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Karzai Corruption Includes Iranian Bribes

Corruption in the government of Afghan President Hamid Karzai has been a head for U.S. policy makers for years, now it appears to extend to receipt of bribes from the Islamic Republic of Iran:

One evening last August, as President Hamid Karzai wrapped up an official visit to Iran, his personal plane sat on the airport tarmac, waiting for a late-running passenger: Iran’s ambassador to Afghanistan.

The ambassador, Feda Hussein Maliki, finally appeared, taking a seat next to Umar Daudzai, Mr. Karzai’s chief of staff and his most trusted confidant. According to an Afghan official on the plane, Mr. Maliki handed Mr. Daudzai a large plastic bag bulging with packets of euro bills. A second Afghan official confirmed that Mr. Daudzai carried home a large bag of cash.

“This is the Iranian money,” said an Afghan official, who spoke on condition of anonymity. “Many of us noticed this.”

The bag of money is part of a secret, steady stream of Iranian cash intended to buy the loyalty of Mr. Daudzai and promote Iran’s interests in the presidential palace, according to Afghan and Western officials here. Iran uses its influence to help drive a wedge between the Afghans and their American and NATO benefactors, they say.

The payments, which officials say total millions of dollars, form an off-the-books fund that Mr. Daudzai and Mr. Karzai have used to pay Afghan lawmakers, tribal elders and even Taliban commanders to secure their loyalty, the officials said.

“It’s basically a presidential slush fund,” a Western official in Kabul said of the Iranian-supplied money. “Daudzai’s mission is to advance Iranian interests.

And the influence that the Iranians are purchasing could have lethal effects for Afghan opponents of the Karzai government and U.S. troops:

The payments to Mr. Daudzai illustrate the degree to which the Iranian government has penetrated Mr. Karzai’s inner circle despite his presumed alliance with the United States and the other NATO countries, which have sustained him with military forces and billions of dollars since the Taliban’s ouster since 2001.

Earlier this year, Mr. Karzai invited the Iranian president, Mahmoud Ahmadinejad, to the presidential palace, where Mr. Ahmadinejad gave a virulently anti-American speech. When Mr. Ahmadinejad visited Kabul, he brought two boxes of cash, an Afghan official said. “One box was for Daudzai personally, the other for the palace,” the official said.

A senior NATO officer, speaking on condition of anonymity, declined to discuss whether Mr. Daudzai was receiving money from Iran. But he said that the Iranian government was conducting an aggressive campaign inside Afghanistan to undermine the American and NATO mission and to gain influence in politics.

The NATO officer said Iran’s intelligence agencies were playing both sides of the conflict, providing financing, weapons and training to the Taliban. Iranian agents also financed the campaigns of several Afghans who ran in last month’s parliamentary election, the NATO officer said.

The Iranian intelligence services have developed the ability to assassinate opponents and attack American troops inside the country, the NATO officer said.

“I am very concerned that they have a lethal capability and presence inside Afghanistan and Kabul,” the officer said.

Obama administration officials have expressed alarm about Iranian intentions. Last week, Richard C. Holbrooke, the administration’s special representative to Afghanistan and Pakistan, complained to Afghanistan’s finance minister, Hazrat Omar Zakhilwal, about Mr. Daudzai and Iran’s influence in the presidential palace, a former Afghan official said.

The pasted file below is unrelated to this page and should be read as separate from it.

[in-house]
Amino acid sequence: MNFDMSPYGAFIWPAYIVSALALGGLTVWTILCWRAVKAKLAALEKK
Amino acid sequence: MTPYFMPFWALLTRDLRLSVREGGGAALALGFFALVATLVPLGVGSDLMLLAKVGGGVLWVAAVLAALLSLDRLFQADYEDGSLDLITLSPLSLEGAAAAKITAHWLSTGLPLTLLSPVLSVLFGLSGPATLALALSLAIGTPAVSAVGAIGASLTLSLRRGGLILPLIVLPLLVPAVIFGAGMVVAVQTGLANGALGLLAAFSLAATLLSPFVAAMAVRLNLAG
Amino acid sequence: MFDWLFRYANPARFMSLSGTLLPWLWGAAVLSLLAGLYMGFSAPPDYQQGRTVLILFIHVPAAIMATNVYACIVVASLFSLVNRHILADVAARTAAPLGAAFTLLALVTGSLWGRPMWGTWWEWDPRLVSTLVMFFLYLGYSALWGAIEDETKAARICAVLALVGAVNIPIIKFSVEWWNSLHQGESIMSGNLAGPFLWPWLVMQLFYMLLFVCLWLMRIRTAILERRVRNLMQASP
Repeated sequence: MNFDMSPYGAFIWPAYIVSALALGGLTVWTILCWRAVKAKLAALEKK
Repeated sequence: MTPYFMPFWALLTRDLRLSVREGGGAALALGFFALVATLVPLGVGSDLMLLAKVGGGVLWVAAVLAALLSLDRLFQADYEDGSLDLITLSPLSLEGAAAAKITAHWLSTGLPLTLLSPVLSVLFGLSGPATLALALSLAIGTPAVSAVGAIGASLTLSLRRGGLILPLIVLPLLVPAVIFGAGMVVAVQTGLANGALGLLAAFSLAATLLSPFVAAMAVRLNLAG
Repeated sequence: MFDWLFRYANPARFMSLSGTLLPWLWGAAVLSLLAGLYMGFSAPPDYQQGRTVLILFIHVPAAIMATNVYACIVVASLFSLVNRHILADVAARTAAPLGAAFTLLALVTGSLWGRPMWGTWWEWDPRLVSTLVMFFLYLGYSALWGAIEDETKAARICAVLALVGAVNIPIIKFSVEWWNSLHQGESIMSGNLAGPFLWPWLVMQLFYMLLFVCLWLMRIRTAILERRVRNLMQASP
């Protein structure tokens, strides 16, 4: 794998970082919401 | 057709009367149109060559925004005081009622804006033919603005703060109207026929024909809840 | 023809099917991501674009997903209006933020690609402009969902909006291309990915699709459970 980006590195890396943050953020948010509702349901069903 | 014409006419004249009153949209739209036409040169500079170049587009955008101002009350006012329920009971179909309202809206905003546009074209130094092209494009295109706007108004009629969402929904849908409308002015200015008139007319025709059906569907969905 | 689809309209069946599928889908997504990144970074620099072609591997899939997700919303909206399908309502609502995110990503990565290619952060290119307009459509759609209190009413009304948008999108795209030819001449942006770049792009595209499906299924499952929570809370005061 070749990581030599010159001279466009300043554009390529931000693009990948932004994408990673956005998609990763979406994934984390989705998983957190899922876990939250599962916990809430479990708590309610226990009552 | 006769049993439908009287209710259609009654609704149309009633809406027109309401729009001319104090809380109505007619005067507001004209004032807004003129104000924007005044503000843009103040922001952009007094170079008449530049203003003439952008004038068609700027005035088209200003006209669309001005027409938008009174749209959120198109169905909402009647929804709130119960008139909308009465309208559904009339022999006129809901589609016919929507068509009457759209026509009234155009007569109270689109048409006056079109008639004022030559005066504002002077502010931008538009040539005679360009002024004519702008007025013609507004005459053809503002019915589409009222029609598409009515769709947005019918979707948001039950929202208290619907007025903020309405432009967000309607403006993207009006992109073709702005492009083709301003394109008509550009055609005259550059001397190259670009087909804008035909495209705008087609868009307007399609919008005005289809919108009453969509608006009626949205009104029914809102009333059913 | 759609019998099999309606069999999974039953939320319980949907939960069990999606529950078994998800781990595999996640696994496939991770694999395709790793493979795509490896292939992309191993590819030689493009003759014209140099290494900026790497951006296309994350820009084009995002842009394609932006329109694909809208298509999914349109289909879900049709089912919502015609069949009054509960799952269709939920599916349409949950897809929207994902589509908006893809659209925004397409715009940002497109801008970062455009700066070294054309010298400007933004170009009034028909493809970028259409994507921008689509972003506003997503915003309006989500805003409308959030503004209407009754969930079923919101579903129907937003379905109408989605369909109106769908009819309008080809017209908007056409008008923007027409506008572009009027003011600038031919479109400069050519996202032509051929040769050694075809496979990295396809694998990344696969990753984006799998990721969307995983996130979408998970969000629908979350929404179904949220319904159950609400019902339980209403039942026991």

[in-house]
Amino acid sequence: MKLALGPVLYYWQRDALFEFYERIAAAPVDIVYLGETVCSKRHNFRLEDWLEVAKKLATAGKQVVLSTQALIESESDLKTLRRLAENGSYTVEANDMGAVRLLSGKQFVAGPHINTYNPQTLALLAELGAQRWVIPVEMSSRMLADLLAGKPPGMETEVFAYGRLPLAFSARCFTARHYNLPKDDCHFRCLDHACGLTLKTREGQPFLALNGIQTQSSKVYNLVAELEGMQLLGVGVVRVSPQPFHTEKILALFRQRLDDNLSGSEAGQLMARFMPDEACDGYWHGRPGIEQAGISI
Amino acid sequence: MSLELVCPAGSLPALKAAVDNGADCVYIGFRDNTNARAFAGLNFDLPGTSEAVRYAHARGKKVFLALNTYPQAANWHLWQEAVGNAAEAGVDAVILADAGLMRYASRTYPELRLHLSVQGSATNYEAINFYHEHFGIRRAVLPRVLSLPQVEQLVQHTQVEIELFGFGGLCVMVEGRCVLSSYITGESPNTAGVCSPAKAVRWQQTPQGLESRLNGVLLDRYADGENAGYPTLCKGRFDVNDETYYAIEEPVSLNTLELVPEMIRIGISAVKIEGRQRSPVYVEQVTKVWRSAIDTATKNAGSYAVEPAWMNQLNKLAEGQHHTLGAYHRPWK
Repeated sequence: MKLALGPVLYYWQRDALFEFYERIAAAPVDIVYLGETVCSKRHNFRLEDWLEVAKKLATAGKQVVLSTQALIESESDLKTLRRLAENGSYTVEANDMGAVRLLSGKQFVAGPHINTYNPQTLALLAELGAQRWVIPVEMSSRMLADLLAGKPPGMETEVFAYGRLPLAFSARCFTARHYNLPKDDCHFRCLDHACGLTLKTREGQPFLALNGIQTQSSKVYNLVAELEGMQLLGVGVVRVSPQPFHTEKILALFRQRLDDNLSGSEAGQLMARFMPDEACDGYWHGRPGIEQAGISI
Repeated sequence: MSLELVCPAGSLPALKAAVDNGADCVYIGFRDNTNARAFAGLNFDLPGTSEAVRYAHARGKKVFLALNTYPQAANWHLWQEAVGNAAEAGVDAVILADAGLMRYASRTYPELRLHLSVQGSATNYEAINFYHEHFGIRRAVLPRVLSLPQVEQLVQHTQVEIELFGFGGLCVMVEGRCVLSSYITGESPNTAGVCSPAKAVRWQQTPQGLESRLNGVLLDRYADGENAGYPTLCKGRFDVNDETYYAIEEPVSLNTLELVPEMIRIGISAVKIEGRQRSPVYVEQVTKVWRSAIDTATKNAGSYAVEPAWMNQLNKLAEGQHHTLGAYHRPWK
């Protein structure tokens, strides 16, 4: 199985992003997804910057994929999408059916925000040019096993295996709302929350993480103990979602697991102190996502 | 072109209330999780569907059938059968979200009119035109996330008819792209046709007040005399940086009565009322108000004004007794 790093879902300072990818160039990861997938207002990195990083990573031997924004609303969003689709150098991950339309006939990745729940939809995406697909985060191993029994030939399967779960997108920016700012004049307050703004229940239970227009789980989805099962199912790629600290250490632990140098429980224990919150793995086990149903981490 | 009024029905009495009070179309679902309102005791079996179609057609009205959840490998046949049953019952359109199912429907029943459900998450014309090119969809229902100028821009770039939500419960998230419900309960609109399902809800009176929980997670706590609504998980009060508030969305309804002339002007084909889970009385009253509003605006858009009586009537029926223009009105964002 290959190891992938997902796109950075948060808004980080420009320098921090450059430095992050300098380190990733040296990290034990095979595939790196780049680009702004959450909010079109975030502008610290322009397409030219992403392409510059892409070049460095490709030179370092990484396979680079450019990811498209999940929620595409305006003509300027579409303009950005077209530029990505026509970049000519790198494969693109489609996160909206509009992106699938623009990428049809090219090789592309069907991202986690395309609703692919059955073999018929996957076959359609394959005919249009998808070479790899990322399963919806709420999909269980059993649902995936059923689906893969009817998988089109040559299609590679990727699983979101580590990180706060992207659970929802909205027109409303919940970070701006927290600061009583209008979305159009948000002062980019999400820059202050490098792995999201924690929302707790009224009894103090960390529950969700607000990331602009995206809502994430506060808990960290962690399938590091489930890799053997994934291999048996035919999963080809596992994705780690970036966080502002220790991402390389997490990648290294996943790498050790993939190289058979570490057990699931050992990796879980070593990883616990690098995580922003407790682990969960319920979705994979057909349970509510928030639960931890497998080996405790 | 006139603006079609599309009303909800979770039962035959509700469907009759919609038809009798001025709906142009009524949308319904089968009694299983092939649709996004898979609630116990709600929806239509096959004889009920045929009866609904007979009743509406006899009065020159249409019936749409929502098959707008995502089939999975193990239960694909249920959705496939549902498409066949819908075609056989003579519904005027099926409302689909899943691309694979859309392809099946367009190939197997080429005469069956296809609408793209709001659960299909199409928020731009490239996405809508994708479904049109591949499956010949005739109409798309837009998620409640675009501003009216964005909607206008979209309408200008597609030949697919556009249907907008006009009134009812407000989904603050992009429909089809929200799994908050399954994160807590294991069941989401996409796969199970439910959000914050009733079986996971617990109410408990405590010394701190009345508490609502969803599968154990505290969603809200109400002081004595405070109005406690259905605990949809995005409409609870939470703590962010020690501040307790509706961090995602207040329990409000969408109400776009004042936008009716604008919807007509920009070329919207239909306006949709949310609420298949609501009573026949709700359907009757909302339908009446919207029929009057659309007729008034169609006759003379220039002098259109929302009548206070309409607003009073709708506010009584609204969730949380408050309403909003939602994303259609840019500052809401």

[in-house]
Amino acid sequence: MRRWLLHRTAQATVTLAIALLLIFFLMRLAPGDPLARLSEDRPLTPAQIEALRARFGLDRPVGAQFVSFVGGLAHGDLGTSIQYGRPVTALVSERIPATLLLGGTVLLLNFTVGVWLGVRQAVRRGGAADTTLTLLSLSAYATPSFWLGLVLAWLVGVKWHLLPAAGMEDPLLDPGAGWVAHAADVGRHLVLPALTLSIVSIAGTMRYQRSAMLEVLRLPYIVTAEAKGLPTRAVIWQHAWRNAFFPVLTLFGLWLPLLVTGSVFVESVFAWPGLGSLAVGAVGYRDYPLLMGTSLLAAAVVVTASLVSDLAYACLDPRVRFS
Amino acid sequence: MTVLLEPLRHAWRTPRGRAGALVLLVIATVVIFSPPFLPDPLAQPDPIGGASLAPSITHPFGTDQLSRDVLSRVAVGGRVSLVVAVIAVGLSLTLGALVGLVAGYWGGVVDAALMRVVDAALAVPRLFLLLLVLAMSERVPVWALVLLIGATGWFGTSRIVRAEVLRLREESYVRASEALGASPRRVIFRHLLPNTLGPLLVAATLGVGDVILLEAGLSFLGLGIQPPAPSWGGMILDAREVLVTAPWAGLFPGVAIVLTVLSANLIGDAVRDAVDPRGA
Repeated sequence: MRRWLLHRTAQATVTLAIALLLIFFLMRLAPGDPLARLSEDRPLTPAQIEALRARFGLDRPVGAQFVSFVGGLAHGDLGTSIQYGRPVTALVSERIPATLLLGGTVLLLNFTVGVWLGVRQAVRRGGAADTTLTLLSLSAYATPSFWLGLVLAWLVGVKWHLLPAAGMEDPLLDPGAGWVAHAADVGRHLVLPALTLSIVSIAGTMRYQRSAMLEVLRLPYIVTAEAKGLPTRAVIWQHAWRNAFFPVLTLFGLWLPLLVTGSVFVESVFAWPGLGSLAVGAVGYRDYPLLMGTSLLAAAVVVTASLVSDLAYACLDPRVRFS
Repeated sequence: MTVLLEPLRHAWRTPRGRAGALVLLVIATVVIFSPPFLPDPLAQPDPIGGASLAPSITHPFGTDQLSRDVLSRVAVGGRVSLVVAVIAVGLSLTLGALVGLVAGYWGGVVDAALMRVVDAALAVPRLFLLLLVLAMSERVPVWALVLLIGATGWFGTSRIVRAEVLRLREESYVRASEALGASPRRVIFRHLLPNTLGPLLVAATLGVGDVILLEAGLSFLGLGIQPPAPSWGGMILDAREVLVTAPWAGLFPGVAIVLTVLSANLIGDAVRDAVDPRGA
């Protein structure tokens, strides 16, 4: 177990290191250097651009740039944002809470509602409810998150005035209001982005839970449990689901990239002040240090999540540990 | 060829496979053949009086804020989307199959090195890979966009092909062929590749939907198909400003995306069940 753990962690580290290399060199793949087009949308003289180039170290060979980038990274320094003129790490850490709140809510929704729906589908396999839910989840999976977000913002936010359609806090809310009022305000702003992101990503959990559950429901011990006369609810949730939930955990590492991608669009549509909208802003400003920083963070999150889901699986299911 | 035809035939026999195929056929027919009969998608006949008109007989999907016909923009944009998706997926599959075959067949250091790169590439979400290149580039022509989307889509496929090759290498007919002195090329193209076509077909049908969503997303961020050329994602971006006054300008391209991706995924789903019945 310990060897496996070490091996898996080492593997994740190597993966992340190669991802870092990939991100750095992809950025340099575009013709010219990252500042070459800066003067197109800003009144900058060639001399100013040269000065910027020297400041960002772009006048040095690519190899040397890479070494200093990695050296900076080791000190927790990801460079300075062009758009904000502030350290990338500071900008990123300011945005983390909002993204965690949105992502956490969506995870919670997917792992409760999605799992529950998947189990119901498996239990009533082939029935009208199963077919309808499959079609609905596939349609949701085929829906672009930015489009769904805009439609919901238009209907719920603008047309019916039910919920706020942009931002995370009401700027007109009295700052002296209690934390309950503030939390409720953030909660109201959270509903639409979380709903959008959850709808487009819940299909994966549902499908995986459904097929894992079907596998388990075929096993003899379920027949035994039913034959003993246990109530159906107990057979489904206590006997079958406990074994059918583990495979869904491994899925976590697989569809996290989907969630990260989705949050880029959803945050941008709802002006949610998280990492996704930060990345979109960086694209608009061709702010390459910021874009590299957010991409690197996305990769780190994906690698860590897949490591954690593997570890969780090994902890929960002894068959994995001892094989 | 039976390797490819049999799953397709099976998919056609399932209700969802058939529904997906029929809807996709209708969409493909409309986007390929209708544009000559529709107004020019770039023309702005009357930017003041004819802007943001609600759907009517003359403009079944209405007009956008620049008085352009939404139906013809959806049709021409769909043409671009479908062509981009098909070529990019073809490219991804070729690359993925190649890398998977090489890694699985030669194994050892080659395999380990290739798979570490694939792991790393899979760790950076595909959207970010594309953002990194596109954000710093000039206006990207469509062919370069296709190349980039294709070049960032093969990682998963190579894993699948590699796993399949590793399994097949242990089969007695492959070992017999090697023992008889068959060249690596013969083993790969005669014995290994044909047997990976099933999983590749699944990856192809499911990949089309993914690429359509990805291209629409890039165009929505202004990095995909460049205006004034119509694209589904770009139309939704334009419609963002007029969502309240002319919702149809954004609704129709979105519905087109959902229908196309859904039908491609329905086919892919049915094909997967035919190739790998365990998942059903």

Mr. Holbrooke did not respond to requests for comment. In an interview, Mr. Zakhilwal declined to talk about the discussion with Mr. Holbrooke or about any Iranian activities in Afghanistan.

“We have no choice but to be friendly with Iran,” Mr. Zakhilwal said. “It’s a hostile neighborhood.”

On some level, Karzai’s decision to cozy up to Iran makes sense. After all, he knows that the United States is isn’t going to be in Afghanistan forever, and even that his own record of electoral and personal corruption will at some point cause the U.S. to realize that defending an inherently corrupt regime that makes a farce out of the democratic process just isn’t worth it. For a nation with borders that touches some of the most powerful nations in Western Asia, it’s not surprising that he’d cozy up to Iran as a way of protecting his own power, which is ultimately all that Hamid Karzai appears to care about.

The question for the U.S., though, is how long we’re going to maintain the charade that Hamid Karzai is an honest partner, or in any sense an ally of convenience only. We’ve adopted a war strategy that depends on winning the hearts and minds of the Afghan people, and at the same time we’re backing a leader that his corrupt and has turned their elections into a fraud. In a society where tribal loyalties are still stronger than any sense of nationalism, that seems like a combination that’s doomed to failure in the end.

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About Doug Mataconis
Doug holds a B.A. in Political Science from Rutgers University and J.D. from George Mason University School of Law. He joined the staff of OTB in May, 2010 and also writes at Below The Beltway. Follow Doug on Twitter | Facebook

Comments

  1. steve says:

    Fits nicely with all the stories about money leaving the country to go into safe foreign accounts for Karzai. Something about avoiding a street lamp in the future.

    This also ties in with the shift to a more kinetic approach by Petraeus. He could work with Maliki, who was also corrupt, but Karzai is worse and has nothing to offer in return. On the Iran side, this looks more like setting up for influence post-war. If they really wanted to hurt us now, they would train and arm more snipers methinks. To the best of my knowledge, the Taliban are still mostly using AKs, Enfields and Mosin-Nagants.

    Steve

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  2. Tano says:

    Its kind of strange to see people criticizing Karzai as being “corrupt” fro accepting large amounts of cash from a foreign government, given that we have been pumping large amounts of cash to him and his government for a decade now. How exactly is what Iran doing so different than we are doing with him?